Lookin' for a new external that will satisfy
November 4, 2007 2:22 PM   Subscribe

Leopard / Time Machine / External Drive Filter: Looking for a new 2.5" external. How big should it be if my internal is 120 gigs? Firewire or USB?

My initial thinking is that USB is more common, I can plug it into PC's if I care to make an NTFS partition, and I've seen drives that allow you to daisy chain other USB things through the drive. But being relatively new to Macs, are there things Macs can do with Firewire(400?) that they can't do with USB?
posted by dino terror to Computers & Internet (22 answers total) 3 users marked this as a favorite
It depends on how often you modify files - if you never touch anything, you don't need much more than the space you actually take up. I'd think 250gb would be more than enough; 160 might be fine in practice, but you'll most likely not be able to go very far back in time.

On paper, USB2 (480mbps) is faster than Firewire (400mpbs). In practice, for hard drives, you'll see better performance out of Firewire. But a 2.5" external's probably going to be USB2 rather than firewire - I haven't actually seen any FW drives that small. Also, pretty much all FireWire drives these days are both FW and USB2, so you can get the better speed on your Mac without sacrificing the ability to plug it into a PC. On the other hand, as you noted, that'll require making a non-HFS+ partition.

Also, if you want easy portability between Mac and Windows, you'll want to make that partition FAT32 rather than NTFS; NTFS has not-so-great usually-read-only support from non-Windows operating systems, while FAT32, for all its failings, is definitely the lingua franca of the filesystem world - Macs, Windows machines, and Linux can all deal with it effortlessly.
posted by Tomorrowful at 2:45 PM on November 4, 2007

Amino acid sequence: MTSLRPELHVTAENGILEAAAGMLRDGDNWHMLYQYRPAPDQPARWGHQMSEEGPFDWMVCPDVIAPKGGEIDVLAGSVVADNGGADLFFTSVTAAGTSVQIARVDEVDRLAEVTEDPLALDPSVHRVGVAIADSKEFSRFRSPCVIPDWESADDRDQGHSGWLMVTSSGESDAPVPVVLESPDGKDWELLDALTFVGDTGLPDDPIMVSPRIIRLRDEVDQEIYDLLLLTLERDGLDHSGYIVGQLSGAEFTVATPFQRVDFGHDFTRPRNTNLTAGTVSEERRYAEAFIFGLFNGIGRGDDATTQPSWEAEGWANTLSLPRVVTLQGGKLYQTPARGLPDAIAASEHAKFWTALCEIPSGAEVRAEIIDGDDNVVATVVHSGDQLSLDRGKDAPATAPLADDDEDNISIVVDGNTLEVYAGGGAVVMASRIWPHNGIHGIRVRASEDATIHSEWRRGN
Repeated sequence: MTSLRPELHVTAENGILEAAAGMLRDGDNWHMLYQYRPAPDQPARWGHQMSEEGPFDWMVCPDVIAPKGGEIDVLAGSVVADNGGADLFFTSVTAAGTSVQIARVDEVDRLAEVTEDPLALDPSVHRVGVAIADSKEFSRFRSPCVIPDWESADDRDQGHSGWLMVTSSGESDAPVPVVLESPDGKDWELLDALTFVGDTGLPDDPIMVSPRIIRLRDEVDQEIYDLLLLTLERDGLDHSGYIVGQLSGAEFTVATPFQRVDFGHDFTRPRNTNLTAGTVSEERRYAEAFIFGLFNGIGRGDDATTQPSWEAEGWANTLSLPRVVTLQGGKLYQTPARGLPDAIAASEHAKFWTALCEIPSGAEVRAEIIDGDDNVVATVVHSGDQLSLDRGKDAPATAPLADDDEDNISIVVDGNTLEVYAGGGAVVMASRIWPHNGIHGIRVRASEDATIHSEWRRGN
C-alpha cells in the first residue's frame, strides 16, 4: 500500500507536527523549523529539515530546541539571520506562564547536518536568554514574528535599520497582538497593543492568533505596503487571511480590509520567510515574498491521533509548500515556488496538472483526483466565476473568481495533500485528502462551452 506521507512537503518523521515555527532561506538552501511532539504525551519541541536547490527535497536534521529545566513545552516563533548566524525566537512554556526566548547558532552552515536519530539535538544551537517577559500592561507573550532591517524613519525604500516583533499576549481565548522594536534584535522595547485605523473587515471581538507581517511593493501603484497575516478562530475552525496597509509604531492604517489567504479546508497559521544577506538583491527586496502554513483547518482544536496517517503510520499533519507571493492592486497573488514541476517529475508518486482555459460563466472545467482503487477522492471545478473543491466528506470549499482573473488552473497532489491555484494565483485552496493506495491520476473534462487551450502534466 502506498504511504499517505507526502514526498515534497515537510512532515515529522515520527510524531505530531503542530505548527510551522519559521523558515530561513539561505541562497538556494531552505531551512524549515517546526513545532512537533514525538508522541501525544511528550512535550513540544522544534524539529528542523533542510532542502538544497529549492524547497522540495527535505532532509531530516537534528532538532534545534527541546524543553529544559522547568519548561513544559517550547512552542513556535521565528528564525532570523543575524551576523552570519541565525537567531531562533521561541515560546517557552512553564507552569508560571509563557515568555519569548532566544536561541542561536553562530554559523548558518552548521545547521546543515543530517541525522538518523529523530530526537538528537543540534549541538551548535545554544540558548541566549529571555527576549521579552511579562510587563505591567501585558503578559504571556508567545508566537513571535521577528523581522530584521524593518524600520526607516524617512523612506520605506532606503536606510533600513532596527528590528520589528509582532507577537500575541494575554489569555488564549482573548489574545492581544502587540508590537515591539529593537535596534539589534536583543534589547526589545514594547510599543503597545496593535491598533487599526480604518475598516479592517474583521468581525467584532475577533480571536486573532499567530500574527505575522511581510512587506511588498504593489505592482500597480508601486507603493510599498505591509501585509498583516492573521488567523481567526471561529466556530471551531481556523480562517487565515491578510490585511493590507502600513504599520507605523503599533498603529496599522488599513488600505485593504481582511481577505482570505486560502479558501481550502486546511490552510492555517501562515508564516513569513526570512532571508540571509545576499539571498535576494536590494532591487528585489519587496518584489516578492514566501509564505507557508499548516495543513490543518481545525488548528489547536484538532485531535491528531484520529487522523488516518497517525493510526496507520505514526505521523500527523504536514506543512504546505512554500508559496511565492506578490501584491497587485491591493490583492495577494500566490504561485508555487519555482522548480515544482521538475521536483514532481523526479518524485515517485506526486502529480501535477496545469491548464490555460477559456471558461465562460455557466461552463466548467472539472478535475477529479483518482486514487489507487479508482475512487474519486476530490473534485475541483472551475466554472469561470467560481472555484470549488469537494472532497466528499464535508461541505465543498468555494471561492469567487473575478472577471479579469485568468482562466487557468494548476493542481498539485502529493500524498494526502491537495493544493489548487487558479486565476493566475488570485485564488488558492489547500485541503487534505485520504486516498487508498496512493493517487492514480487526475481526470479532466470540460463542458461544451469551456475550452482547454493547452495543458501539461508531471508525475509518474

The Time Machine drive must be formatted HFS+ (Mac's native file system), so it can't be shared with a PC.
posted by mpls2 at 2:51 PM on November 4, 2007

Mac's can boot from Firewire drives, so if you use carbon copy cloner or superduper, you can make a mirror image of your hd and then reboot holding down the option key and choose to boot from the firewire.

I don't have leopard or timemachine but drives are pretty cheap, so you should get ~200G. I think timemachine lets you use the extra space on the drive.

I'm planning to get another drive, and was looking these.

They have both firewire / usb ports. OWC also sells just the enclosures if you want to try to save some money by buying the drive somewhere else.
posted by JulianDay at 2:52 PM on November 4, 2007

Time machine only works on HFS+ formatted partitions unfortunately.

I also haven't seen a FireWire 2.5" enclosure - perhaps it has to do with the power required to run the drive that only USB provides?

I think the biggest size 2.5" drive you're likely to find within the realm of affordability is ~250gb.

So, if you split that in half for a 125gb partition for Time Machine and a 125gb FAT formatted for sharing between OS's I don't think that it is an optimal set up, especially for Time Machine...
posted by puddpunk at 2:56 PM on November 4, 2007

Mac's can boot from Firewire drives

This implies that a mac can't boot from a USB drive, but that is not the case. The one caveat when booting a mac from a USB drive is that if you have an Intel-based mac, you need to format your drive with a GUID partition table. PPC-based macs can only boot from USB drives with Apple partition tables.
posted by rajbot at 3:18 PM on November 4, 2007

2.5" Firewire bus-powered drives: http://eshop.macsales.com/shop/firewire/on-the-go

Pretty reputable seller. Firewire is a much more efficient protocol than USB, IIRC, so better for speed (and you'll want every little bit, if early Time Machine reports are to be believed.)

To boot off the drive and reinstall the OS in the case of a disaster, you can use your Leopard DVD and Disk Utility to:

(1) create an image (.dmg file)